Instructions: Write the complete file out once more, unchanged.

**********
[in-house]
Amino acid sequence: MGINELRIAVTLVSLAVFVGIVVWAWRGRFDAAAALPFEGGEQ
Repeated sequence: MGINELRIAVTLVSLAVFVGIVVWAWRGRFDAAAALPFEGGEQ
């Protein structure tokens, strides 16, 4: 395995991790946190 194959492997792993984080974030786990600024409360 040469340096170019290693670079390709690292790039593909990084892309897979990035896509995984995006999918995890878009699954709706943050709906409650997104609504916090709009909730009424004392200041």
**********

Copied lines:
[in-house]
Amino acid sequence: MGINELRIAVTLVSLAVFVGIVVWAWRGRFDAAAALPFEGGEQ
Repeated sequence: MGINELRIAVTLVSLAVFVGIVVWAWRGRFDAAAALPFEGGEQ
């Protein structure tokens, strides 16, 4: 395995991790946190 194959492997792993984080974030786990600024409360 040469340096170019290693670079390709690292790039593909990084892309897979990035896509995984995006999918995890878009699954709706943050709906409650997104609504916090709009909730009424004392200041």